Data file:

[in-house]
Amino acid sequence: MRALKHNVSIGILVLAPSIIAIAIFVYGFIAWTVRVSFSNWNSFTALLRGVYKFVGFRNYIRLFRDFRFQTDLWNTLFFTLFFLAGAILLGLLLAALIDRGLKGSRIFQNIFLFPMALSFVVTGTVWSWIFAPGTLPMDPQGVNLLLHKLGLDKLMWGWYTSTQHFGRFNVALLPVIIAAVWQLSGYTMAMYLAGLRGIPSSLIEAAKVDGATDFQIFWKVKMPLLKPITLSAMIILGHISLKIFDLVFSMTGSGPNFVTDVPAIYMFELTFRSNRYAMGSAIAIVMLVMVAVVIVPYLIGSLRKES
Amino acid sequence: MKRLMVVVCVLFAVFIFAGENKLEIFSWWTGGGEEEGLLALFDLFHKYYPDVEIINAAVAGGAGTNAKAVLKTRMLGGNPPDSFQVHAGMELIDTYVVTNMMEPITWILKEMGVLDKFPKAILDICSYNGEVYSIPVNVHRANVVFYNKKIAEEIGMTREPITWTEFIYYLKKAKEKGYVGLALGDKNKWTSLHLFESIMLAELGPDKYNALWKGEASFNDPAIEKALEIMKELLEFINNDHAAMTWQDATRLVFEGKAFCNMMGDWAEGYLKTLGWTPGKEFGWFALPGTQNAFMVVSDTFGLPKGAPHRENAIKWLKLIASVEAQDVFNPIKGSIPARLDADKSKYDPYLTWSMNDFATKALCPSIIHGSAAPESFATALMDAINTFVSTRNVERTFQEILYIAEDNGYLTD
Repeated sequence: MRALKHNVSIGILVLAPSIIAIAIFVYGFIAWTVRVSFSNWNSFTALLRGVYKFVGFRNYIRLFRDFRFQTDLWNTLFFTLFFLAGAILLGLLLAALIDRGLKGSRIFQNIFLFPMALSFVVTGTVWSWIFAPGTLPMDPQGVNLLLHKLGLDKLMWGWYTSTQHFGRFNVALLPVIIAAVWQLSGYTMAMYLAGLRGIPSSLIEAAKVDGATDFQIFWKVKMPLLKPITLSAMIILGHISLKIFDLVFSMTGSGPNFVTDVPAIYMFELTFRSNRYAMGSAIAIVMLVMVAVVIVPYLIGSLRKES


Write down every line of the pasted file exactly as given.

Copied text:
[in-house]
Amino acid sequence: MRALKHNVSIGILVLAPSIIAIAIFVYGFIAWTVRVSFSNWNSFTALLRGVYKFVGFRNYIRLFRDFRFQTDLWNTLFFTLFFLAGAILLGLLLAALIDRGLKGSRIFQNIFLFPMALSFVVTGTVWSWIFAPGTLPMDPQGVNLLLHKLGLDKLMWGWYTSTQHFGRFNVALLPVIIAAVWQLSGYTMAMYLAGLRGIPSSLIEAAKVDGATDFQIFWKVKMPLLKPITLSAMIILGHISLKIFDLVFSMTGSGPNFVTDVPAIYMFELTFRSNRYAMGSAIAIVMLVMVAVVIVPYLIGSLRKES
Amino acid sequence: MKRLMVVVCVLFAVFIFAGENKLEIFSWWTGGGEEEGLLALFDLFHKYYPDVEIINAAVAGGAGTNAKAVLKTRMLGGNPPDSFQVHAGMELIDTYVVTNMMEPITWILKEMGVLDKFPKAILDICSYNGEVYSIPVNVHRANVVFYNKKIAEEIGMTREPITWTEFIYYLKKAKEKGYVGLALGDKNKWTSLHLFESIMLAELGPDKYNALWKGEASFNDPAIEKALEIMKELLEFINNDHAAMTWQDATRLVFEGKAFCNMMGDWAEGYLKTLGWTPGKEFGWFALPGTQNAFMVVSDTFGLPKGAPHRENAIKWLKLIASVEAQDVFNPIKGSIPARLDADKSKYDPYLTWSMNDFATKALCPSIIHGSAAPESFATALMDAINTFVSTRNVERTFQEILYIAEDNGYLTD
Repeated sequence: MRALKHNVSIGILVLAPSIIAIAIFVYGFIAWTVRVSFSNWNSFTALLRGVYKFVGFRNYIRLFRDFRFQTDLWNTLFFTLFFLAGAILLGLLLAALIDRGLKGSRIFQNIFLFPMALSFVVTGTVWSWIFAPGTLPMDPQGVNLLLHKLGLDKLMWGWYTSTQHFGRFNVALLPVIIAAVWQLSGYTMAMYLAGLRGIPSSLIEAAKVDGATDFQIFWKVKMPLLKPITLSAMIILGHISLKIFDLVFSMTGSGPNFVTDVPAIYMFELTFRSNRYAMGSAIAIVMLVMVAVVIVPYLIGSLRKES